Then, when he reached the verse, “You may not place over yourselves a foreign person [to be king]” (Devorim 17), his eyes fl owed with tears, and the people cried out to him, “Do not fear, Agrippa. You are our brother!” The Gemara reports that this was a heinous crime: “It was taught in the name of R. Nosson, at that time the enemies of Yisroel (a euphemism for Yisroel) became liable for destruction because they flattered Agrippa.” The Yerushalmi adds that this was not only a portent for the future but also applied to the immediate present; a huge number of Jews perished on that very day.

But why was this flattery? How can the Gemara state that Agrippa was considered a foreigner and not fit to be king? If he was not considered a king, why did he read Hakhel? Also, why does the Gemara object that his sitting down during Hakhel was a denigration of his royal status?

The most surprising answer to these questions is that of Rashi (as interpreted by Tosafos). Rashi says that since Agrippa’s mother was Jewish, this made him fully qualified to be king. Nevertheless, his paternal descent from the slave-king, Herod, meant that it was a zilusa (denigration) for him to be king over Klal Yisroel.

Tosafos objects that it is inconceivable that the Jews would be subject to such terrible punishment if Agrippa’s kingship was a mere zilusa. Therefore, he disagrees with Rashi and maintains that Agrippa’s paternal descent invalidated his being appointed as king (Tosafos Sotah 41b). Elsewhere, Tosafos maintains that even Agrippa’s mother was of slave descent.

The last two opinions seem to maintain that although Agrippa’s invalid status made it illegal to appoint him as king, once he was appointed, all the halachos of a king appertained to him.

What was so terrible about flattering Agrippa? Tosafos (ibid) explains: “This was the flattery: that he had ruled by force and not according to din Torah, and they agreed to him and supported him in this. Even if they could not protest, they should have kept silent and not encouraged him. And flattery is punished as a sin because someone who flatters someone out of his fear for him and is not concerned about fear of Hashem makes the eye of Above as if it cannot see.”

Agrippa’s death was a wonderful manifestation of Hashem’s attribute of “measure for measure;” as a person behaves, so Hashem measures out to him. Just as Agrippa’s tears induced the Jews to flatter him in the Bais Hamikdash, so his behavior later caused a different kind of flattery that led to his death.

After ruling over all of Eretz Yisroel for three years, Agrippa arrived in the Greek-inhabited port of Caesarea to participate in a celebration that had been organized in Caesar’s honor. On the second day of the proceedings, he put on a garment made wholly of silver and entered the theater early in the morning. The silver of his garment was illuminated by the reflection of the rising sun’s rays and shone out so resplendently that the huge crowd was struck with awe. Evil flatterers began calling out from every corner of the edifice that he must be a god and added, “Be merciful to us; until now we have revered you as a man but now we acknowledge you as supernatural!”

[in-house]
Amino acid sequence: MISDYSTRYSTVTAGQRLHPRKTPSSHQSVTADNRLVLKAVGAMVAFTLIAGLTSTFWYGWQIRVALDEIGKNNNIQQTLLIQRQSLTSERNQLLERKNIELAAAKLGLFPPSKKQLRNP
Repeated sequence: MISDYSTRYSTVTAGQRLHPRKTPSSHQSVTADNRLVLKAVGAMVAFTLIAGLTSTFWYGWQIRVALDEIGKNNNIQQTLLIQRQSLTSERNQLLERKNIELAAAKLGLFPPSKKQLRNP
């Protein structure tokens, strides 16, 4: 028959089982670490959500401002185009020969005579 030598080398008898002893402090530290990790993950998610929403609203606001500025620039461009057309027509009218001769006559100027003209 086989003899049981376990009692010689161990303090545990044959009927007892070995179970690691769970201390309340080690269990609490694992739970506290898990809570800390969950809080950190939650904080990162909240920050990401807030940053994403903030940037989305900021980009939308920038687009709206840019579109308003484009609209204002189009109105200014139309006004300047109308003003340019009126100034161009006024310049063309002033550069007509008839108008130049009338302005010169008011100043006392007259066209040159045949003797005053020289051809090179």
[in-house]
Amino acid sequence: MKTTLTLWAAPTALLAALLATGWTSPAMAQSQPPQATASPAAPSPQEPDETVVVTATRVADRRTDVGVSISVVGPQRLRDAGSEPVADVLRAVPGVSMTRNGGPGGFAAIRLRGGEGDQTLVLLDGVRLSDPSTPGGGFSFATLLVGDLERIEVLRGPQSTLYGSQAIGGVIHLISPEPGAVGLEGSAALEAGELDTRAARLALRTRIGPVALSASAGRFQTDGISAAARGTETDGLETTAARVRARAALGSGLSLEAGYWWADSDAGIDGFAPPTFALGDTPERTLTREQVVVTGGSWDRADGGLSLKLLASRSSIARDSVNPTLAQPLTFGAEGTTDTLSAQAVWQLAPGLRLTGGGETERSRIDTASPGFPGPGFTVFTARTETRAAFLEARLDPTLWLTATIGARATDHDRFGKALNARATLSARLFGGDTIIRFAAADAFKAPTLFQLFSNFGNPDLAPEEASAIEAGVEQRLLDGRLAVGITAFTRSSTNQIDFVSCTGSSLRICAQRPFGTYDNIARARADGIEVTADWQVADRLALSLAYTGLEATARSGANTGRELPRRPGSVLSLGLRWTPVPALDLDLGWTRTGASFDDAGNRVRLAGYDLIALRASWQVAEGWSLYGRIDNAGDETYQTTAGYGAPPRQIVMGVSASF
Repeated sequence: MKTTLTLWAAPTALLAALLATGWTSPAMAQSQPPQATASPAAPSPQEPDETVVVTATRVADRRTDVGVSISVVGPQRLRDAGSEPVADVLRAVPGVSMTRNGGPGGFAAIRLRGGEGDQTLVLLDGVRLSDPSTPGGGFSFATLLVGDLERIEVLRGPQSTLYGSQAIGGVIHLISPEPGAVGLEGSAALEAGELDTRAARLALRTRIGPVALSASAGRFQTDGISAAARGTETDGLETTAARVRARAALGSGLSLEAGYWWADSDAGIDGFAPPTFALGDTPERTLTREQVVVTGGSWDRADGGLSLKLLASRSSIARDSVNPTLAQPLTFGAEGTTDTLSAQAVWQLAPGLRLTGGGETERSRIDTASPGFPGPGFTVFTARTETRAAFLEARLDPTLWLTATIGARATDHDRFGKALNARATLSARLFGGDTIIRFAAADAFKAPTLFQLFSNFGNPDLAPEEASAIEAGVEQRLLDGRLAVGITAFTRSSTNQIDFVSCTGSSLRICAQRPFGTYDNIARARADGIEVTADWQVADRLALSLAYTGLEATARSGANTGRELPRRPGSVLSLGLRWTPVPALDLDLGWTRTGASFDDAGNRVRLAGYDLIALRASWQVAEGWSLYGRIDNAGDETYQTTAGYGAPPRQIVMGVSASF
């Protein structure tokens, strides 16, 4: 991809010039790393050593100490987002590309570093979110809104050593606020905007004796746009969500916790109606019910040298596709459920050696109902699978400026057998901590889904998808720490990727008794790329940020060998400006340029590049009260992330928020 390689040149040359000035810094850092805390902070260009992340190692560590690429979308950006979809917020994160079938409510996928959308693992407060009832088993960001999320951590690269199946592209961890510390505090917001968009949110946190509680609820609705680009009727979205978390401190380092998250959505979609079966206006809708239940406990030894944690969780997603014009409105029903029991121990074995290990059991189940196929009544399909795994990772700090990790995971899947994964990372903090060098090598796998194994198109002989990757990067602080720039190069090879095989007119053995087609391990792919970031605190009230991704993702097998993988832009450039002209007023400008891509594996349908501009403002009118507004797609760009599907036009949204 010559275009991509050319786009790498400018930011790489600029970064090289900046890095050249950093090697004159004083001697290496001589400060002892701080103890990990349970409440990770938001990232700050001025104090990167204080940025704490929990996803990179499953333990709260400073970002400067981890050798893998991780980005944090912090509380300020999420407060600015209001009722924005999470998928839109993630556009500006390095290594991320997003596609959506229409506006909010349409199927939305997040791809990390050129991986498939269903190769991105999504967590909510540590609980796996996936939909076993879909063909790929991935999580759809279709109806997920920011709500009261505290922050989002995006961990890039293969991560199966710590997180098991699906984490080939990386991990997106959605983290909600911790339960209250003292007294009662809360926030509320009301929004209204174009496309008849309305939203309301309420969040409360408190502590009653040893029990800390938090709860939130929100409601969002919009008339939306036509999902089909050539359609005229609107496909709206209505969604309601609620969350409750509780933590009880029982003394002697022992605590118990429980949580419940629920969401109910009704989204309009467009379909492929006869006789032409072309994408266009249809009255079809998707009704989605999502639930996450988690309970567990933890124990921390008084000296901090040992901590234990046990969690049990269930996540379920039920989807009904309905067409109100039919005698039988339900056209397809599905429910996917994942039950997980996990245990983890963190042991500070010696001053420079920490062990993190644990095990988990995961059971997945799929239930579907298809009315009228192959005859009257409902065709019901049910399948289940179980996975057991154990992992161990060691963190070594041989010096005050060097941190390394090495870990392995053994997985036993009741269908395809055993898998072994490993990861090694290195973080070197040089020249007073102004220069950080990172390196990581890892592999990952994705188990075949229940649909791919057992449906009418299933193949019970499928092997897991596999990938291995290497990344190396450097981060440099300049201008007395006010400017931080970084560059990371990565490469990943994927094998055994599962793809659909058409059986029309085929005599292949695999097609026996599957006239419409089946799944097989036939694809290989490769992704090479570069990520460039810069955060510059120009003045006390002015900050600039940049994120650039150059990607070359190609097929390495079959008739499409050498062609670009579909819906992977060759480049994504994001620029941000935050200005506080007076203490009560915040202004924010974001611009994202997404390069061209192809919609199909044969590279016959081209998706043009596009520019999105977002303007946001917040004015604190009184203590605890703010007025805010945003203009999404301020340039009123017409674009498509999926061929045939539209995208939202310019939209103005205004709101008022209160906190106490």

The king did nothing in response, neither rebuking them, nor rejecting their heretical flattery, and almost immediately, he was afflicted with a violent stomach pain.

“I, whom you call a god, am now ordered to leave this life,” he called out. “This disproves the lying words you just told me!”

After five days of agony, he died at the age of fifty-four, after a reign of seven years, the last three over the whole of Eretz Yisroel. The Greeks of Sebaste (Shomron) and Caesarea whose flattery had caused his death now revealed their true colors, publicly feasting and celebrating the death of the king who had been so generous to them.

The friendship between King Agrippa and Emperor Claudius represented the zenith of good relations between Eretz Yisroel and Rome. After Agrippa’s passing, things went steadily downhill.

Although Agrippa’s son, Agrippa II, had been personally raised by Claudius Caesar and was no doubt carefully coached for his future job of ruling Eretz Yisroel on Rome’s behalf, he never reached his father’s eminence. Though Emperor Claudius intended to send him off to rule in his father’s stead, his friends persuaded him that it would be a dangerous experiment to entrust so large a kingdom to such a very young man, and so he sent Cuspius Fadus to act as Roman procurator of Eretz Yisroel. Some regard this son as the last king of the Jews.

The close rapport between Jew and Roman had come to its end, leaving the way open to destruction and exile.

(Sources: [1] Josephus; [2] Goldwurm, Rabbi Hersh. History of the Jewish People: The Second Temple Era, Mesorah Publications: New York, 1982.)

This entry was posted in Uncategorized. Bookmark the permalink.